Public Provident Fund (PPF) and Equity-linked Saving Schemes (ELSS) are tax saving instruments, which qualify for a deduction of up to ₹1.5 lakh under Section 80C. As the financial year nears an end, you might be exploring various options including PPF and ELSS. Various products under Section 80C have different characteristics in terms of their return, risk-return profile, lock-in and taxability of gains and accumulations, and others. Therefore, one should analyse all these factors while choosing the tax saving product.
Let us understand how PPF and ELSS differ and if they can be alternatively used as a tax saving product?
Taxation: PPF is one of the most popular small savings instruments. It's a debt product, which provides a guaranteed return and falls under the exempt-exempt and exempt (EEE) tax regime. A EEE regime means that investments made up to ₹1.5 lakh in PPF in a financial year are exempt from tax, the interest earned which gets accumulated as well as the entire accumulation including (principal as well as interest) are also tax free at the time of withdrawal.
ELSS is a mutual fund, which invests in equities and related instruments. In case of ELSS, investments up to ₹1.5 lakh are tax free. Capital gains of more than one lakh in case of ELSS are taxed at the rate of 10%.
Lock-in: PPF has a lock-in of 15 years while ELSS has a lock-in of 3 years, lowest among all the tax saving instruments under Section 80C. In case of PPF, partial withdrawal is allowed from the end of seventh financial year. While premature closure of the account is possible from fifth year under certain conditions.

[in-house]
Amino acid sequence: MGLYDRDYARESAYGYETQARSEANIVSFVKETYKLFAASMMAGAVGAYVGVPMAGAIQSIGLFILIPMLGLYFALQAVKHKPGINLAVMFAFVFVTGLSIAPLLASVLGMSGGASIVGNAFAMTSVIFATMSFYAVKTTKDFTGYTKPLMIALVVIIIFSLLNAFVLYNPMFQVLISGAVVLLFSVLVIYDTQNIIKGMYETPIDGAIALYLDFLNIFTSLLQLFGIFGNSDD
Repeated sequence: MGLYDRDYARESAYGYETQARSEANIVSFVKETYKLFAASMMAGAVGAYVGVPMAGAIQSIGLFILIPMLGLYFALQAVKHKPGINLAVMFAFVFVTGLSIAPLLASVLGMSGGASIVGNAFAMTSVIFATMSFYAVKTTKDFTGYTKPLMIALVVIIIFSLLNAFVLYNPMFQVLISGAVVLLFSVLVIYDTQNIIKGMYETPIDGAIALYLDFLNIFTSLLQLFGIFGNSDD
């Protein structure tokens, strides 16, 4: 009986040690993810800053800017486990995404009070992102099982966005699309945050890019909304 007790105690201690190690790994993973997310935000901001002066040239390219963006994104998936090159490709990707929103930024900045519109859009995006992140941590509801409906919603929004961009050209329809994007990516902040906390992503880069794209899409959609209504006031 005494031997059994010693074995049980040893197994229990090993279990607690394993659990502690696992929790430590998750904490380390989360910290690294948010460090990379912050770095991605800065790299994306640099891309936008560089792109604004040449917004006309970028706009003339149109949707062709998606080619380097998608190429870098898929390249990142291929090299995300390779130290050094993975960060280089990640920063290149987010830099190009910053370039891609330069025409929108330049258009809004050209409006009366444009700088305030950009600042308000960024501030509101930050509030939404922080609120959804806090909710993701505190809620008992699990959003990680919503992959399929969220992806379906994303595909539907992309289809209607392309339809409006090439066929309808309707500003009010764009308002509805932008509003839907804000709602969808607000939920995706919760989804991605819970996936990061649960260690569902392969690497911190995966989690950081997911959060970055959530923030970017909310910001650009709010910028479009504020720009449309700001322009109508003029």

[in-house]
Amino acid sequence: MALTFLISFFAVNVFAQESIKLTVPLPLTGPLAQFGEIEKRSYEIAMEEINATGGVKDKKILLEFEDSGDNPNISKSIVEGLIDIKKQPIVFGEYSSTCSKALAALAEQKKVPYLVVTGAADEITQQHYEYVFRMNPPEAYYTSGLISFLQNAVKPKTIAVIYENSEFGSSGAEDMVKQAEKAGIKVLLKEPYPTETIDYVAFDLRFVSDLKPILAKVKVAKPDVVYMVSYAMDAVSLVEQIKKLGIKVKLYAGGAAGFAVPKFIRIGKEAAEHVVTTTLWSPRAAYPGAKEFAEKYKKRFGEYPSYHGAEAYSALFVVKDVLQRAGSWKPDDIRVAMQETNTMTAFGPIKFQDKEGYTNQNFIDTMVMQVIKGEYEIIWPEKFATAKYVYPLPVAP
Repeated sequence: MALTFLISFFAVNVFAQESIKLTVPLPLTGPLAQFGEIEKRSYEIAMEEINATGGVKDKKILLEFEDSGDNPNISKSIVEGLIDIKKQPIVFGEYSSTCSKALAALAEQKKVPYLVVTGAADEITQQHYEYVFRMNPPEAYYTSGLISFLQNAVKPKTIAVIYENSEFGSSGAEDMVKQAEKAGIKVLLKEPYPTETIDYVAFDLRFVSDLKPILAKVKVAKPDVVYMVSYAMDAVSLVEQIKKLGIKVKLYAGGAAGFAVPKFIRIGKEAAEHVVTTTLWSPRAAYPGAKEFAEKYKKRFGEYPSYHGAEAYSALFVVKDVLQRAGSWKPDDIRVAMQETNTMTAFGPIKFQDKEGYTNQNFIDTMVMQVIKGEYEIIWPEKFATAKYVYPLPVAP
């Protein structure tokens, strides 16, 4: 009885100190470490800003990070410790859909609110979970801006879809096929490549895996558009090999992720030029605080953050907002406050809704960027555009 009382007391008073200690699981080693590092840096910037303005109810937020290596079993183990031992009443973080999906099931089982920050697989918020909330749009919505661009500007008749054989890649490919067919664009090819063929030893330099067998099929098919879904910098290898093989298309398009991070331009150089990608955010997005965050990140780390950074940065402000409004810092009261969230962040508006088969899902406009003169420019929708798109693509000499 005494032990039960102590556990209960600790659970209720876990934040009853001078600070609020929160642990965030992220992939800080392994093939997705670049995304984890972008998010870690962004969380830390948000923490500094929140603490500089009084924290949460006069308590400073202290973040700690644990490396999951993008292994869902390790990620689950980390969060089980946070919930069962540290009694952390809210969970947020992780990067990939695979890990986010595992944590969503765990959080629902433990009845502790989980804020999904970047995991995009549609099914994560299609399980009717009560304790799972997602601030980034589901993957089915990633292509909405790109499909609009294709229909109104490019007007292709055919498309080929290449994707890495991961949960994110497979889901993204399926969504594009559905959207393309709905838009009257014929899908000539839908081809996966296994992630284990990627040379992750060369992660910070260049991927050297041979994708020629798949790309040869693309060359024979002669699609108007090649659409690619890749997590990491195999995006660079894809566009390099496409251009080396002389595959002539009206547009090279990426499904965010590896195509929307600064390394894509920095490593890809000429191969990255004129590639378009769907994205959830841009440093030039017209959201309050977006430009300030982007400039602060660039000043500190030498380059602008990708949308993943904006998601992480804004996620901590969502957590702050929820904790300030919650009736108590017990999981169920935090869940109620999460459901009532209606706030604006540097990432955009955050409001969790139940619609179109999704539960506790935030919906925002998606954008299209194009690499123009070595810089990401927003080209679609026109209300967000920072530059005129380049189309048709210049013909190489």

Returns: PPF is a government-backed guaranteed small savings scheme on which the interest rate is revised quarterly depending on the yield of the government securities of similar maturity. Currently, it is offering an interest of 7.9% for the quarter ending March 2019. Gain from ELSS is a market-linked equity product where the returns will depend on the performance of the overall equity market and the underlying stocks in which the fund manager has invested.
Mode of investment: It is very convenient to invest in both PPF and ELSS. In case of ELSS, one can invest in lumpsum as well as through systematic investment plans (SIPs). Similarly, one can invest lumpsum as well invest in maximum 12 installments in a financial year in PPF.
PPF or ELSS, which one to choose?
PPF and ELSS are not comparable as they are different asset classes. “It usually isn't right to compare these products as they are not comparing apples to apples but since these are both eligible under Section 80C they do get compared when a person is taking decisions," said Shweta Jain, chief executive officer and founder, Investography.
PPF is a debt-oriented product while ELSS is an equity product, which is relatively more volatile. One should choose between the two depending on their overall asset allocation.
“Whether to choose PPF or ELSS will depend upon the risk profile of the investor. One should look at the current and target asset allocation and decide what will help to bridge the gap or maintain the required target levels of different asset classes," said Rohoit Shah, founder and chief executive officer, GettingYouRich.com.
“PPF is an excellent option for risk-averse investors with a high yield on a post-tax basis. A conservative investor who is comfortable with the 15-year lock-in may consider PPF. While ELSS is good if one is comfortable with the volatility of the equities as it has the potential to deliver inflation beating returns over long-term," he added.
Tax saving investments should be part of your overall financial goal. Thus, they should be planned at the start of the year and investments should be made through the year to avoid last-minute decisions.